“Did you feel safe?” Linda asks.
“I guess so,” the girl answers. “I mean he’s my friend.”
“You said ‘stop,’ and you labeled it: ‘That’s bullying.’ Good job,” Efrain says.
They sit down, arguing over which of them is taller. Tom Sawyer and the redheaded kid go to the front of the room.
“I heard you shoplifted this summer,” the redheaded kid reads from his slip of paper.
“I did not, and I can prove it, because I was just eating cereal,” Tom Sawyer shouts. “And you’re a hobo!”
Everyone laughs. Linda and Efrain even chuckle good-naturedly. But then Efrain says, “But what would you really do?” Tom Sawyer makes a big show of standing up tall which he must know is kind of funny because he’s actually short. “Stop it, you are bullying me,” he says. Then he lets his body go slack. He bows, then sits down.
“You labeled it, you said ‘stop,’ you stood up straight,” Linda says, “Good job.”
“Very good,” Efrain asks. “Any questions?”
“Yeah,” someone shouts. “What do you do if someone calls you a hobo?”
“Is that a serious question?”
“Yes, I want to know what to do if someone calls me a hobo.” A pause as Efrain looks very mildly annoyed. “Okay. It’s not a serious question.”
“Hobo,” someone shouts.
Efrain pitches his voice over the laughter. “To recap, what did we learn today about avoiding bullying?”
They obediently singsong off the various lessons:
Ways to Avoid Bullying
Stand or sit tall
Hold your head high
Look straight at the person doing the bullying
Say clear strong words that mean stop
Label it: that’s bullying
“You can refuse to be bullied,” Linda says.
“Yeah. And you can say ‘I’m not a hobo!’”
“Yes,” Efrain says, “You can absolutely say ‘I’m not a hobo.’”
In the last two minutes of class, they return to the TV shows. Linda tells them, “Next week, we’re going to discuss what people on your shows did when they got bullied.”
Caroline looks at me and claps. We watched “Lost,” and Kate, the character who happened to get bullied the most on this particularly episode, managed, by only the slightest manipulations, to watch her bullier die of a space-time-warp cerebral hemorrhage, right in front of her.
As the kids pack up to go to the library to research the Maidu Indians—who inhabited this area from roughly 1300 to about five years after the Gold Rush—one of Caroline’s friends is waving at me. “Interview me! Interview me.”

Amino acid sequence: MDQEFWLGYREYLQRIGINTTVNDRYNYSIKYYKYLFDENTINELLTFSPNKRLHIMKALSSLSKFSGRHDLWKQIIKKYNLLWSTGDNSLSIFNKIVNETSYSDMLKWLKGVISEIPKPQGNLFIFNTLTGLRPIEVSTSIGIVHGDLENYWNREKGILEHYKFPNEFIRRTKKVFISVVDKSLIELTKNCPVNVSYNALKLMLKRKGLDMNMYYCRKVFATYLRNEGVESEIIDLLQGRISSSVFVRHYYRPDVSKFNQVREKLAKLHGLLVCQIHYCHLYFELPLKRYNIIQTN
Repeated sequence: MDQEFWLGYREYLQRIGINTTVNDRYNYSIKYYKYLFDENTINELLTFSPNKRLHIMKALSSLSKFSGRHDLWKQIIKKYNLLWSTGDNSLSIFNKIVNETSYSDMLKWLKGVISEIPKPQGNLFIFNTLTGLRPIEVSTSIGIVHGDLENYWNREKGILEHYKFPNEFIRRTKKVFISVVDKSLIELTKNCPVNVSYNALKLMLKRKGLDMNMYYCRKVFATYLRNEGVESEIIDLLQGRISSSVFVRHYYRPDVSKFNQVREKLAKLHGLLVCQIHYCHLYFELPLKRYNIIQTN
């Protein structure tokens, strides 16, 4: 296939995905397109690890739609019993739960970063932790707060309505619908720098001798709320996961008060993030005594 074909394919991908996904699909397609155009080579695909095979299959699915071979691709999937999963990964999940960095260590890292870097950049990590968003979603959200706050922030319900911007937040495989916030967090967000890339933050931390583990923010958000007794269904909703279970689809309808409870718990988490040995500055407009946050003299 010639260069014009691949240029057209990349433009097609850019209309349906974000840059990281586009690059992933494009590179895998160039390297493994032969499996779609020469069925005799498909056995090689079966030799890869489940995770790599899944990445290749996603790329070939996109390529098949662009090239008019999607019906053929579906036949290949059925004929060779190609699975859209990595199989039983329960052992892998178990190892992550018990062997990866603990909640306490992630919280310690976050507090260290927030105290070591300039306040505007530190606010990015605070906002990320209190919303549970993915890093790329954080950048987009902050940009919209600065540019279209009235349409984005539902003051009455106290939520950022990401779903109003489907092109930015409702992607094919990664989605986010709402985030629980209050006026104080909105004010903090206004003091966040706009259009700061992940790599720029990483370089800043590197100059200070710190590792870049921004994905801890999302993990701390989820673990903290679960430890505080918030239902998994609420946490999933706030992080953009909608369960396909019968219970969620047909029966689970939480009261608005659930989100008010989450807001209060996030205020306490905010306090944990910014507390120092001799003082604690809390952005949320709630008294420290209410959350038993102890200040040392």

“What show did you watch?” I ask.
“I got 42 insults. It was ‘Glee.’”
“Oh,” I said. “Did you think the insults were like, really bad, or were you more like, whatever?”
She considered this. “I thought they were kind of bad, but mostly, I guess they were like, whatever.”
I manage to ask some of the other kids what they watched. “Modern Family,” another “Glee.” “Futurama” had a lot of put downs, like 44 in a half hour.
“A-ha,” Efrain says, overhearing. “I get it. You only care about the TV shows. I don’t even have a TV anymore, because I got tired of the put-downs.”
I went to a rural public high school in Massachusetts, one of the smallest public high schools in the state. (Not far from my school in distance or genre is the alma mater of suicide/bullying victim Phoebe Prince, and I hardly mean to put us in the same category, but I think that’s worth a mention.) I was bullied twice in high school: once in grade seven by a group of girls, and once in my junior year, by a group of boys. The first time was horrible but something about it felt expected. The second bout is something I don’t think I ever really recovered from. No one would intervene. Not my parents, not my friends, not my school. I have often wondered what kind of person I would have become if someone had, but I will say this for the experience: I have never since been naïve about how cruel people are, and I also developed a capacity to be epically mean, because, in the end, it was only the awesome sensation of this power growing inside me that kept me from giving in to despair. This is neither good nor bad. It’s just that I now have a talent that needs to be deployed appropriately.
A few days later Caroline tells me the next thing they’re going to talk about is gossip. “They’re going to say it’s bad,” she says. “And I guess it is. But then, like, if we stopped doing it, I don’t understand how anyone would ever find anything out?”